We know before we open Alix Christie's 2014 novel "Gutenberg's Apprentice" how it will turn out: Johann Gutenberg is going to print a Bible using movable type. Before 1450, Bibles and every other kind of book had to be copied by hand by scribes, a long process that meant every book was precious but also that there were very few books and little reason for most people to learn how to read. So whatever tension and drama the novel contains has to do with how the printing press will change the known world. How will the church accept it? How will the aristocracy accept it? Will his press make Gutenberg rich or put him in prison?

Christie sticks close to the facts, adding details, conversations and minor characters. Her focus is not on Gutenberg but Peter Schoeffer, a young man trained as a scribe and ready to begin a career copying sacred books. Then his foster father, Johann Fust, convinces him to become Gutenberg's apprentice. Fust has invested money in Gutenberg's idea for a printing press, and he wants Peter both to keep an eye on his investment and get in on the ground floor of what could be an important new technology. It is he who tells Peter, "Once we have found the secret to the letters, there will be no need for scribes."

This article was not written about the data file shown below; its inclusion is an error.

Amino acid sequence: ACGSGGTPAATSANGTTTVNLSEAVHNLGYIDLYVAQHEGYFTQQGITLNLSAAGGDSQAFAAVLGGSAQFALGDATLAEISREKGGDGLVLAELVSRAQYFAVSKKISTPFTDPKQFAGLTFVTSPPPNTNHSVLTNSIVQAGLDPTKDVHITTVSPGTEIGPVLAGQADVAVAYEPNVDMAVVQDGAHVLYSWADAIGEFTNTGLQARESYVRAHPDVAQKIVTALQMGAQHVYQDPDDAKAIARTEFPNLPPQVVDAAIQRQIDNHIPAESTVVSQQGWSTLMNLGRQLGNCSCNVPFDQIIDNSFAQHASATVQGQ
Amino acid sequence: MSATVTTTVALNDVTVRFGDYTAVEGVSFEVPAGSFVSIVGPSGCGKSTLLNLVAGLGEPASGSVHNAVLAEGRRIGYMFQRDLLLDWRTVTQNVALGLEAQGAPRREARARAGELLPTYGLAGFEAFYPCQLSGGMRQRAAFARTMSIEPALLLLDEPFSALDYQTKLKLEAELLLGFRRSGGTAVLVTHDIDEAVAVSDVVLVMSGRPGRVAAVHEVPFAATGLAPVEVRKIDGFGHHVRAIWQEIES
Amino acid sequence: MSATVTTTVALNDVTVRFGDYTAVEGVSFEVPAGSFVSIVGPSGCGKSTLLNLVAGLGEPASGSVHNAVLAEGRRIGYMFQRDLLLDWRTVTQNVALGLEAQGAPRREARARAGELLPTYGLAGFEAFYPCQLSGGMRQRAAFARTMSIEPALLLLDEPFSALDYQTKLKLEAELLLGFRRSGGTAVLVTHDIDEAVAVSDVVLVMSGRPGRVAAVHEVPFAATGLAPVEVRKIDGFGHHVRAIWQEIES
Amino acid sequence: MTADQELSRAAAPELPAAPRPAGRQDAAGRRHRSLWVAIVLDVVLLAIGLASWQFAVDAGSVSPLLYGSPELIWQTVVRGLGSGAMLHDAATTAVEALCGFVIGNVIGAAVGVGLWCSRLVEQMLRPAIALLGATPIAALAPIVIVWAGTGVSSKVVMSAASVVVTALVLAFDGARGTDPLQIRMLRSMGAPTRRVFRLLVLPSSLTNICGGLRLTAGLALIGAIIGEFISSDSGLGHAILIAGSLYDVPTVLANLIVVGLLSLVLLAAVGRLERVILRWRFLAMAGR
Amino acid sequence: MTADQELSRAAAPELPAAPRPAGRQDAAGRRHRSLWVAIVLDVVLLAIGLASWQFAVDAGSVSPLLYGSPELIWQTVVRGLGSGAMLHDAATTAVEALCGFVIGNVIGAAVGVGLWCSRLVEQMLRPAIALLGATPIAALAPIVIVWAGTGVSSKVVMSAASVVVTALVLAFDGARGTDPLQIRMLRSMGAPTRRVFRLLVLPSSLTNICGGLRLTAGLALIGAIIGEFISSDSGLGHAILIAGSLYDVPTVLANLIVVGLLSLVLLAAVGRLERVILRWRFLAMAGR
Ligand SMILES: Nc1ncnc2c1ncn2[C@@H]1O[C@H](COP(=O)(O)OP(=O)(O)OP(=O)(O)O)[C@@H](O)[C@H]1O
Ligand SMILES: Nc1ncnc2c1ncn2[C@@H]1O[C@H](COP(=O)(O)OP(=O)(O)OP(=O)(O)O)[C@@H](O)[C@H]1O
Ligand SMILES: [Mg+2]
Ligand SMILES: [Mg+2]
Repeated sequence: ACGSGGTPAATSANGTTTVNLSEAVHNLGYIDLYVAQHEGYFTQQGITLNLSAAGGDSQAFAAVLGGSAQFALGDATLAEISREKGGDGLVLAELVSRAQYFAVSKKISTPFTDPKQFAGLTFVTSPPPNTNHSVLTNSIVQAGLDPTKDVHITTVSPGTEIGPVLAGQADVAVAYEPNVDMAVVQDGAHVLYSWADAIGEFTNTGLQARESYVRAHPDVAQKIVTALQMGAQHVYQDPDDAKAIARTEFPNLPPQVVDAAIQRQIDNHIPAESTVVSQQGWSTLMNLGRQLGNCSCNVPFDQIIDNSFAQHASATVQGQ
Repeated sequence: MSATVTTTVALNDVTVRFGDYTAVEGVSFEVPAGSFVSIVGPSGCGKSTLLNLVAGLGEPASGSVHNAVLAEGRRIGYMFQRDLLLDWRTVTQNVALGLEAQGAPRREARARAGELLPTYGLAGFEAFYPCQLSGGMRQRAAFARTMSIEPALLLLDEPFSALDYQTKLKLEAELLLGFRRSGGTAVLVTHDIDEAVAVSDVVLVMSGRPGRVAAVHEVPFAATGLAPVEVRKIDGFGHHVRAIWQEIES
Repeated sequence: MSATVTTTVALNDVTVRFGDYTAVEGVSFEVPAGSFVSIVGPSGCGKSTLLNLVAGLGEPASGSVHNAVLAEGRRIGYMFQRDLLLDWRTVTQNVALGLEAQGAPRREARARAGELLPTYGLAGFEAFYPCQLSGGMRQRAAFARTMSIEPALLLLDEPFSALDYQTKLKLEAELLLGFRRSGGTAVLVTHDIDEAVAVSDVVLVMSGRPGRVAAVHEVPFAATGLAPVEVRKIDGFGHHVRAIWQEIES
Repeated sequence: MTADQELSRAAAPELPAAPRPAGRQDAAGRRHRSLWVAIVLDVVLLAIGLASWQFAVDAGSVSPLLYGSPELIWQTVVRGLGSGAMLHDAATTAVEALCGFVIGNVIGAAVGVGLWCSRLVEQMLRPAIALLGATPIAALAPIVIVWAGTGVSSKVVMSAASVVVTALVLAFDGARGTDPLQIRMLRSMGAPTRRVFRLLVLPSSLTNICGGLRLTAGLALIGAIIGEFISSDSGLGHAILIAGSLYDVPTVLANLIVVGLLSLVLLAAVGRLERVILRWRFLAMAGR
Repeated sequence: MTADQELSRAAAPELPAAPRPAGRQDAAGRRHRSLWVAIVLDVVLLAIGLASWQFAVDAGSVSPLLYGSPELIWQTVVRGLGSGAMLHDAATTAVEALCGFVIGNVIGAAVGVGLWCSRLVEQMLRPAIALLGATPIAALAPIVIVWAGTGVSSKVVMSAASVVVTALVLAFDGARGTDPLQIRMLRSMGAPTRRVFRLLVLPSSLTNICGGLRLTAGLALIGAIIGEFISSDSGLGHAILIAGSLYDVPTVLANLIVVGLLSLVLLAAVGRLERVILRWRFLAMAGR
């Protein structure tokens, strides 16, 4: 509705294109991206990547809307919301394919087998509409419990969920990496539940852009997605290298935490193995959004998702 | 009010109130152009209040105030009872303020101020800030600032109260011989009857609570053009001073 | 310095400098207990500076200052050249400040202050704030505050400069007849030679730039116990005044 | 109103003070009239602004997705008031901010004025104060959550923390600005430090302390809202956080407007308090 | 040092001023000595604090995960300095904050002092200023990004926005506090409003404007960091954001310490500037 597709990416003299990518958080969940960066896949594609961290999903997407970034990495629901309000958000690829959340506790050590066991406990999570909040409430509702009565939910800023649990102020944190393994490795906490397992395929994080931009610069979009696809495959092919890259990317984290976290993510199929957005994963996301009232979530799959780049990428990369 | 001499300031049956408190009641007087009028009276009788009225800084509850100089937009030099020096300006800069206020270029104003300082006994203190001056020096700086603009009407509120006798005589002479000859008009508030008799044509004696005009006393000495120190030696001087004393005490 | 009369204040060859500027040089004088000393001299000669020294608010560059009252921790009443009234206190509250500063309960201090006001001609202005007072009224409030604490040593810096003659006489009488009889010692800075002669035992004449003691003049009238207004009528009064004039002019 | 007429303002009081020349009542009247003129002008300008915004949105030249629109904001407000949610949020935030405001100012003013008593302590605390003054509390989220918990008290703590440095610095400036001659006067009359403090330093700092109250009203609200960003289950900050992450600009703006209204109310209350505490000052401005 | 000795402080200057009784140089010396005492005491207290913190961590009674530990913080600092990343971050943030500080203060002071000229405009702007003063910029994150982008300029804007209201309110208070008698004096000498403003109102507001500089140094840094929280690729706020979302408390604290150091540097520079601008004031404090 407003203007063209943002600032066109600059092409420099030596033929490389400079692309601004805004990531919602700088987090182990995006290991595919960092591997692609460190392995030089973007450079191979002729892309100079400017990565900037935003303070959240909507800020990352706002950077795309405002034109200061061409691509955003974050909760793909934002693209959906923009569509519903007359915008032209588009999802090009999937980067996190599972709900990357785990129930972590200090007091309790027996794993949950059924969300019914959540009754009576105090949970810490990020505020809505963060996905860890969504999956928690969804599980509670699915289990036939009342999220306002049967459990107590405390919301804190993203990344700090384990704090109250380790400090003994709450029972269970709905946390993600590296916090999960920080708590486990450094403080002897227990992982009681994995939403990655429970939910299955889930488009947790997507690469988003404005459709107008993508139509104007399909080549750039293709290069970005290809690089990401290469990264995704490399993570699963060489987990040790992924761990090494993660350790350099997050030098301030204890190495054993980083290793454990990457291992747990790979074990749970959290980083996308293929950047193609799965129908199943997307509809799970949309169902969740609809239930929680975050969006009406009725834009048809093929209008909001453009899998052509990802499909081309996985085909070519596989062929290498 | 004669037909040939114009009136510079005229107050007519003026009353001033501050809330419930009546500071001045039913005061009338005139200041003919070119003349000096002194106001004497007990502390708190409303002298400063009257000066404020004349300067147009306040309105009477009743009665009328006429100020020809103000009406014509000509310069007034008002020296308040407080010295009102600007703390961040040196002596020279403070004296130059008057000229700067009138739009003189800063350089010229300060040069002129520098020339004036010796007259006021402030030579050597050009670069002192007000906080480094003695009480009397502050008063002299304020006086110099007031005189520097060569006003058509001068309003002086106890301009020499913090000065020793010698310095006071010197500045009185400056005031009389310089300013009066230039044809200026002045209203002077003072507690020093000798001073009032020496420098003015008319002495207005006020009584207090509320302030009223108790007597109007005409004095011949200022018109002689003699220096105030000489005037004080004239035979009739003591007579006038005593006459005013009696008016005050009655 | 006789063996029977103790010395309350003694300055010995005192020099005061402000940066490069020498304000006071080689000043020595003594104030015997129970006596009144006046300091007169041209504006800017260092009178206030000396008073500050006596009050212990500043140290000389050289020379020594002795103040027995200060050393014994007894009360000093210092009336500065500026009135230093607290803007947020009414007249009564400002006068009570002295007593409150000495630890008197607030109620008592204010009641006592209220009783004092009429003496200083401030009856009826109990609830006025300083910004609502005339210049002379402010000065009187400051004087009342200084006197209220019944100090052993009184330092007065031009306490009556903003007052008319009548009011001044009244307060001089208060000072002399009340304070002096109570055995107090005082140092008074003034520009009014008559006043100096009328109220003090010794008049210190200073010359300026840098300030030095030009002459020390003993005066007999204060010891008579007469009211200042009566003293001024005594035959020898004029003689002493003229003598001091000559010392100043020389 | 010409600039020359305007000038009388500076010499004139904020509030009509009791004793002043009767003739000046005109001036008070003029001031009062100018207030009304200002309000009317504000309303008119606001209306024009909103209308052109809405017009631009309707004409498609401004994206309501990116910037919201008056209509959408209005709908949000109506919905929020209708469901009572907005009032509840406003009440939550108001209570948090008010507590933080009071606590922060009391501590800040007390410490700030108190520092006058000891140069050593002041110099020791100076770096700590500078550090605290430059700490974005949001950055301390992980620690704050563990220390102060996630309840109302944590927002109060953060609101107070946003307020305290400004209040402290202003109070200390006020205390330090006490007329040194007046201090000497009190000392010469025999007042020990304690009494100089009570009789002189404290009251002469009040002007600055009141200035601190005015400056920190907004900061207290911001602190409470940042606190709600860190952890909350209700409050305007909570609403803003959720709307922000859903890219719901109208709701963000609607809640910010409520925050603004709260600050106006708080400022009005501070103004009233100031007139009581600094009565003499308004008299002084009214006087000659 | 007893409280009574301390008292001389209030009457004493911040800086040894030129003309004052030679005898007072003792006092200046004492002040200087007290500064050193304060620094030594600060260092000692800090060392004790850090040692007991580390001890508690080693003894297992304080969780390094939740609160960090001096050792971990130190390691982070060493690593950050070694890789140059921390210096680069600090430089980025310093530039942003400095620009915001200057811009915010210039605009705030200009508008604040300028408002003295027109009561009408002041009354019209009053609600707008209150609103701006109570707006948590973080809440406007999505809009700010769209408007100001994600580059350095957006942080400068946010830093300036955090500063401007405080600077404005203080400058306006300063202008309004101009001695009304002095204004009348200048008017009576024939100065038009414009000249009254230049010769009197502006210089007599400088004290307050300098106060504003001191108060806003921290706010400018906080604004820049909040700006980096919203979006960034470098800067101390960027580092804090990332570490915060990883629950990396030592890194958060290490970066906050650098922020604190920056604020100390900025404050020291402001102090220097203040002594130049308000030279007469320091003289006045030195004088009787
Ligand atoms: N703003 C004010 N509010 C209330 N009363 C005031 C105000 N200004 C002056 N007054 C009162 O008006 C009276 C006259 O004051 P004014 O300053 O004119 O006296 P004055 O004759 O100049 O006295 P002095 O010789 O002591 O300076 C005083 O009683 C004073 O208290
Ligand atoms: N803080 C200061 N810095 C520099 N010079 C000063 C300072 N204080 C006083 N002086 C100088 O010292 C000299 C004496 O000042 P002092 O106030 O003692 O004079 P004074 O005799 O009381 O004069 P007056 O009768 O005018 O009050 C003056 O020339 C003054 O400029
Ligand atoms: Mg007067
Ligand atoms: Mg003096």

So while Gutenberg is the driving force of the project and Fust bankrolls it, Peter eventually becomes committed to the idea and contributes many of the innovations that make it successful (even though Gutenberg later claims he did it all by himself). Meanwhile there is the constant threat of interference from church leaders, as well as Peter's on-again, off-again romance with a young woman who isn't so sure God wants his Bible to be reproduced by machine.

Christie had never written a novel before, but she is a professional printer, which gives her a unique appreciation for what Gutenberg and Schoeffer went through. And her novel, published by Harper, may not be Gutenberg's Bible, but it nevertheless is a wonderful piece of printing in itself. Few novels are as physically beautiful as this one. ( )
  hardlyhardy | Mar 24, 2017 |
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When his foster father, a wealthy merchant and bookseller, finances Johann Gutenberg and his printing press, Peter Schoeffer is ordered to become Gutenberg's apprentice and begins his education in the "darkest art" as they print copies of the Holy Bible, drawing the wrath of the Church.